The Sun was an ever-present feature of my journalistic life from the beginning and, while I never worked there, I had great respect for, and friendships with, many of the Bermuda Sun journalists.
While the paper went through several ups and downs — it was in quite a dire state before Keith Blackmore was lured over from the Mid Ocean News in the mid-1980s, where he had been a very successful political reporter (having previously done the same at the Gazette), and remade the Sun as a mid-market tabloid which was very good at covering human interest stories which the Gazette tended to neglect in favour of harder news.
One of his most inspired moves was to take on the late Julian Hall as a columnist. That alone made the Friday Sun required reading.
He also hired Roger Scotton from the Gazette as business editor, which gave the Sun credibility in the business community.
When Keith left for the UK and an outstanding career at The Times and now the BBC, he was capably followed by Adrian Drummond, and then Tom Vesey, who built up the kind of in-depth reporting which has been a feature of the Sun until the present day.
There are of course many other excellent journalists who have worked at the Sun, some of whom I also had the pleasure of working with, notably Meredith Ebbin.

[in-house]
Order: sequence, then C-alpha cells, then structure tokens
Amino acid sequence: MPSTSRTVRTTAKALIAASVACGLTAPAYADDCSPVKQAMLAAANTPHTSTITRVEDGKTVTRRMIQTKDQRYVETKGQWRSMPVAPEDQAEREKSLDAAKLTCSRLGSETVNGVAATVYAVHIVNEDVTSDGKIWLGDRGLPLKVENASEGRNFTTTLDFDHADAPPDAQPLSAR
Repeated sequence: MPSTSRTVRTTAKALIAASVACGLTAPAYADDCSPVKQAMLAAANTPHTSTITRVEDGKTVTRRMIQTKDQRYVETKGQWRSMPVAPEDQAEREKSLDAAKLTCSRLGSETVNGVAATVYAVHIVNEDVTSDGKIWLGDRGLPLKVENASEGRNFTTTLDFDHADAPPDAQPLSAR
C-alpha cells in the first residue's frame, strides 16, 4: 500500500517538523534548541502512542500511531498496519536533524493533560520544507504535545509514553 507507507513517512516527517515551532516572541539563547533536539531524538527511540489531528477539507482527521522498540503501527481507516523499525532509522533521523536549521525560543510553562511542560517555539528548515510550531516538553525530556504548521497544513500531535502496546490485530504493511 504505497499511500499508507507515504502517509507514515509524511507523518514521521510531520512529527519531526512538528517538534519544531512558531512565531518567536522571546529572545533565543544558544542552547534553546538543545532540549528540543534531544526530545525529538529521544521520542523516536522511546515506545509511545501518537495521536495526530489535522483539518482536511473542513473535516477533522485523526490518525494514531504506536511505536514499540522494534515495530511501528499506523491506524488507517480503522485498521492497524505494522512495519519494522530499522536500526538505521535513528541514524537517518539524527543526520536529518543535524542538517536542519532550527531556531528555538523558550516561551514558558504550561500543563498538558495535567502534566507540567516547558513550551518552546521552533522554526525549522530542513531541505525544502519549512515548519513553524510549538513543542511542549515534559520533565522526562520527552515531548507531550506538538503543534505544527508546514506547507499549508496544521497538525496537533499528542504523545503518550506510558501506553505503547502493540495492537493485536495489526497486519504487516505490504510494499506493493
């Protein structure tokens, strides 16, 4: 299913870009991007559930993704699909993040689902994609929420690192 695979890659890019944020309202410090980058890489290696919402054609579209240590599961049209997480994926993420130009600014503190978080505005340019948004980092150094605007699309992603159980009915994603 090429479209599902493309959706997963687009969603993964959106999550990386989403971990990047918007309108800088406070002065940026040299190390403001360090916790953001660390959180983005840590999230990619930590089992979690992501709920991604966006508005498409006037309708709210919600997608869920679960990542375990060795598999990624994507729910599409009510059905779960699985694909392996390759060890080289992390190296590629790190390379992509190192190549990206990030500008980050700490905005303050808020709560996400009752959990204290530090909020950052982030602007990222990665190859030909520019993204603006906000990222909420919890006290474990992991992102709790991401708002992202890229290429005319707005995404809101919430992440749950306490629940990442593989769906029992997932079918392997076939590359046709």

As the editor of the competition, I was always concerned about what stories the Sun would have, whether we had covered the same angles and, later, how our online coverage could exceed the Sun’s.
If I am completely honest, I also used this fear as a motivational tool for myself and my colleagues.
Bermuda has long been fortunate to have had three, (before the demise of the Mid-Ocean), and then two strong newspapers which approached the news of the day in a serious, independent and professional manner.
The perfect storm of the last six or seven years of recession and the economic disruption brought on by the Internet era have claimed the Sun and I suspect will claim more media vehicles in the future.
That may bring some financial stability to the survivors, but the cost to the community in terms of the loss of measured voices and mature debate is uncountable.
A world in which the dominant voices belong to talk radio and Internet trolls will not be a happy one.
Certainly, the Sun did an excellent job of keeping the Gazette on its toes and bringing different issues and angles on major stories to the fore.
The Sun was not perfect and there were times when the Gazette was going through severe political stress that the Sun could have been more supportive.
But that pales in comparison to the loss of a community voice with a different perspective.
Complacency is one of the greatest threats to good journalism and it will be much harder for the Gazette’s very able journalists to remain sharp without the thought in the back of their minds of: “What’s the Sun going to have?”
Bill Zuill is a former editor of the Royal Gazette.